Don't miss

Replay


LATEST SHOWS

#TECH 24

MWC 2015: New smartphones unveiled

Read more

#THE 51%

Gender equality in the classroom: A delicate, balancing act

Read more

IN THE PAPERS

Paris, world tattoo capital

Read more

IN THE PAPERS

'Fair play won't stop Putin - it's time for sterner stuff'

Read more

FOCUS

Russia after Nemtsov: A dying opposition

Read more

EYE ON AFRICA

Boko Haram crisis: Chadian President calls on militants' leader to surrender

Read more

BUSINESS DAILY

Europe on the road to recovery

Read more

YOU ARE HERE

The secrets of fashion design

Read more

MEDIAWATCH

Facebook versus French courts

Read more

Africa

Brazen Bashir in Saudi Arabia despite ICC arrest warrant

Latest update : 2009-04-01

Sudanese President Omar al-Bashir arrived in Saudi Arabia for a brief pilgrimage, defying yet again an international arrest warrant against him for war crimes in the Darfur region of Sudan. He has made recent visits to other African and Arab states.

REUTERS - Sudanese President Omar Hassan al-Bashir arrived in Saudi Arabia on Wednesday for a brief pilgrimage, his latest trip abroad in defiance of an international arrest warrant against him, official media said.
 
It was Bashir's fifth visit to a foreign state since the International Criminal Court issued an arrest warrant against him on March 4, accusing him of war crimes and crimes against humanity in the Darfur region of western Sudan.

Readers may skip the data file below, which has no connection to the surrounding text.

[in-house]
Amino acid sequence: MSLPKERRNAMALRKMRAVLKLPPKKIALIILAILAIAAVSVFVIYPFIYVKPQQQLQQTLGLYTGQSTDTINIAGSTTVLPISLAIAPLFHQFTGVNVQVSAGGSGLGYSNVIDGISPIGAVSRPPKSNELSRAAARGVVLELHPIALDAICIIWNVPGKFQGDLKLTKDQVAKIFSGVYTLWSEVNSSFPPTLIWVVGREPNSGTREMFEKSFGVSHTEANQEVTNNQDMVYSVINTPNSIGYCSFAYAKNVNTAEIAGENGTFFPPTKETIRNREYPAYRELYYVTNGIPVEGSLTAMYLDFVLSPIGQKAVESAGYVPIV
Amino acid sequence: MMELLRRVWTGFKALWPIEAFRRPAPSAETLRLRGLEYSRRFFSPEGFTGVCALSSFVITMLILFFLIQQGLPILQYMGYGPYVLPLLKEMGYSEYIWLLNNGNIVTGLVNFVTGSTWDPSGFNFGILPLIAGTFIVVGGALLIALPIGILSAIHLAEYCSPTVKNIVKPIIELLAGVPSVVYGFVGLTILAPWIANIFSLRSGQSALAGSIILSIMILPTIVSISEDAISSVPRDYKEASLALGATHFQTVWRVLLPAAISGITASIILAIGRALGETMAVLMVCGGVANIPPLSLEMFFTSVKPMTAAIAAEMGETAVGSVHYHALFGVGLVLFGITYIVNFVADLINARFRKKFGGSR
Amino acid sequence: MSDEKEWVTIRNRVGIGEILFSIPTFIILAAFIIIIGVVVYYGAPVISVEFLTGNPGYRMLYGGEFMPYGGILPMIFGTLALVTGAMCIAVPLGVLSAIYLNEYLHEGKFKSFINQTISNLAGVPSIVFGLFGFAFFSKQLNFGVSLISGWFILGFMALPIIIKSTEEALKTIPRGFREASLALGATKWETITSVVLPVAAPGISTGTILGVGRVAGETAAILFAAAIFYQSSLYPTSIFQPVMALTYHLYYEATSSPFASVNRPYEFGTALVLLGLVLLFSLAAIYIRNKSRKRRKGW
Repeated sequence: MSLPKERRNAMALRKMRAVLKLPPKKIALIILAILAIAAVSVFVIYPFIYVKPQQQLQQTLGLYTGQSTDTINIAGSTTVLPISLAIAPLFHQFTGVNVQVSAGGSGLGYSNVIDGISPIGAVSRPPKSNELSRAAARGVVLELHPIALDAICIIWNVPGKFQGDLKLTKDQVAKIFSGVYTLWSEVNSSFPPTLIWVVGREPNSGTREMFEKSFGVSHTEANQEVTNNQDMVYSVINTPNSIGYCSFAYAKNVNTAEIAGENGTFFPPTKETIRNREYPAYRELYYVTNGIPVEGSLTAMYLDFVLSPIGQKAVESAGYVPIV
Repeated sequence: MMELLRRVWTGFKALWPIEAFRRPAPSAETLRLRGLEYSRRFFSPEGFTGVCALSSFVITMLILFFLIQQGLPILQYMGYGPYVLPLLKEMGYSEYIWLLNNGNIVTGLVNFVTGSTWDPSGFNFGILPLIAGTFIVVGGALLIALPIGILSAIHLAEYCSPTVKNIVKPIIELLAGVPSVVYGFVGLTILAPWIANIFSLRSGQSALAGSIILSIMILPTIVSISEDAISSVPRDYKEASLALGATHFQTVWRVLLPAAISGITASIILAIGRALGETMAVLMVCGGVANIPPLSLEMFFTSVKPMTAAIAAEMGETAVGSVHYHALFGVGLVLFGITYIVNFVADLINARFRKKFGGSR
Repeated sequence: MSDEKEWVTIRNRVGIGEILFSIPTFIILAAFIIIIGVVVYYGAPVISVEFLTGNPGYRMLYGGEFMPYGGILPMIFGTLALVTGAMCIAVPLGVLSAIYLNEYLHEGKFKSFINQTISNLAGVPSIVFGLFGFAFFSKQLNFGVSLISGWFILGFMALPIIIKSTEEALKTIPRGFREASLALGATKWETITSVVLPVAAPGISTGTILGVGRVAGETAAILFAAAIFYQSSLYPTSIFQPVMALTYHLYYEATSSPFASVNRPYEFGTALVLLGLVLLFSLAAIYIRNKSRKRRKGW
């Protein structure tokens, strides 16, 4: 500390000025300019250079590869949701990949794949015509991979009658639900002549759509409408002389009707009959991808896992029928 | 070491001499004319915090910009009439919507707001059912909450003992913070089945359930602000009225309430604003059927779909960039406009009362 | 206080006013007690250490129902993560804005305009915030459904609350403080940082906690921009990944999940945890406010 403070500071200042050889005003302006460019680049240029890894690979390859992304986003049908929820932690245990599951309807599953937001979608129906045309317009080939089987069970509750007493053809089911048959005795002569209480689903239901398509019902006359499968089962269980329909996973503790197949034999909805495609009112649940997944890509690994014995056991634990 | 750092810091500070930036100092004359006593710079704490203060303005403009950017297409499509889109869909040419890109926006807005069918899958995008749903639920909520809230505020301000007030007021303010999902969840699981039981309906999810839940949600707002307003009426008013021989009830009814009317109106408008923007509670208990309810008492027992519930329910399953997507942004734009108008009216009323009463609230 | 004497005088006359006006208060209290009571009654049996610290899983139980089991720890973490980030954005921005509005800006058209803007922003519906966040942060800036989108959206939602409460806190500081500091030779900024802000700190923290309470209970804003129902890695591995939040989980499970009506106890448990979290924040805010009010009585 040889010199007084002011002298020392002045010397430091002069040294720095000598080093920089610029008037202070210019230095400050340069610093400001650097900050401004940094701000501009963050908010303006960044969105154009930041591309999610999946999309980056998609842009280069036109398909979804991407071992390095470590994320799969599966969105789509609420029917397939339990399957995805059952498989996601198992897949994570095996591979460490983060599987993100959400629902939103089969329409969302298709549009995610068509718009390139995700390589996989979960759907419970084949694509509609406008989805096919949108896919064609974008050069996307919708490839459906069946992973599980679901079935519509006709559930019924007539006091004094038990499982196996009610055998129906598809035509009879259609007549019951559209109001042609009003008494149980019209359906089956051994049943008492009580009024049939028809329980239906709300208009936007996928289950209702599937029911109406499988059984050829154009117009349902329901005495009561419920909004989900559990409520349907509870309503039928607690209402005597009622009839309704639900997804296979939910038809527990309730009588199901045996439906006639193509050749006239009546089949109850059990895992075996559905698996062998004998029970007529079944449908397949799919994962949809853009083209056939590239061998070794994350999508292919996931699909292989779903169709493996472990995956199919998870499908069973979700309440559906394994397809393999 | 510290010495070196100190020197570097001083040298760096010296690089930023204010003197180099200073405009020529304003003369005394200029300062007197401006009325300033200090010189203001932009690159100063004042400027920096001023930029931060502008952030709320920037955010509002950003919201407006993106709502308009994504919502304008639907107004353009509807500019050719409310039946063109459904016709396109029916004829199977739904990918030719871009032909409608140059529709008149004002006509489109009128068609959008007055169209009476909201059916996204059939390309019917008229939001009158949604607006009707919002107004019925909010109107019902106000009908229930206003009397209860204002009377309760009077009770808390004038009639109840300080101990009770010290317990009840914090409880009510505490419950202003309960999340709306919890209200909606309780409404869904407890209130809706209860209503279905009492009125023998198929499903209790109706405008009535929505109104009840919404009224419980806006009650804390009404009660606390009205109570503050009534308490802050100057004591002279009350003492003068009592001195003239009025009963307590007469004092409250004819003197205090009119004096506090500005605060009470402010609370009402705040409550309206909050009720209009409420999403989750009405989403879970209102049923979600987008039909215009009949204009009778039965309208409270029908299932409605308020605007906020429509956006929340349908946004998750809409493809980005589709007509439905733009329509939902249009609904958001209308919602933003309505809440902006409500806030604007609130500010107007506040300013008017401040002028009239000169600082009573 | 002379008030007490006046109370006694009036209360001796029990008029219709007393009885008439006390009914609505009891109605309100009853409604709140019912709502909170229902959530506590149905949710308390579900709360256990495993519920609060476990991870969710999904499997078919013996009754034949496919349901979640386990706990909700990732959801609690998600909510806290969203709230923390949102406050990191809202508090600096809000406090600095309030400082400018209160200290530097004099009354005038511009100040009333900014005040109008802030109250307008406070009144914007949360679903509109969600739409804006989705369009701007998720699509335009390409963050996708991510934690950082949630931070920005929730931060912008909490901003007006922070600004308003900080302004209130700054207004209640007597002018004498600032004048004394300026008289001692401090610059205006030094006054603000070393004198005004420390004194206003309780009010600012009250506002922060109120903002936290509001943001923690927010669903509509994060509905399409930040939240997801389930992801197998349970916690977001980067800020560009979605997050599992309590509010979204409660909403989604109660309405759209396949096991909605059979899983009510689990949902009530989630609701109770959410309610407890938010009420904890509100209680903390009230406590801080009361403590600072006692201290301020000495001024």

The official Saudi news agency said Bashir arrived in the Red Sea port city of Jeddah to perform umrah, a short Islamic pilgrimage.
 
Sudanese television and state radio said Bashir flew from Doha after a summit of Arab and Latin American leaders.
 
Saudi Foreign Minister Saud al-Faisal has said that issuing the arrest warrant was a politicised decision that "will not lead to the stability of Sudan or solve the Darfur issue".
 
Bashir risks arrest if he leaves Sudan and he has so far visited only countries that are not members of the International Criminal Court.
 
His trip to the Qatari capital Doha on Sunday was his longest and most risky journey abroad so far. The visit to Saudi Arabia would give him a shorter return leg, across the Red Sea.
 
International experts say at least 200,000 people have been killed and more than 2.7 million driven from their homes in almost six years of ethnic and political fighting in Darfur. Khartoum says 10,000 people have died.

Date created : 2009-04-01

COMMENT(S)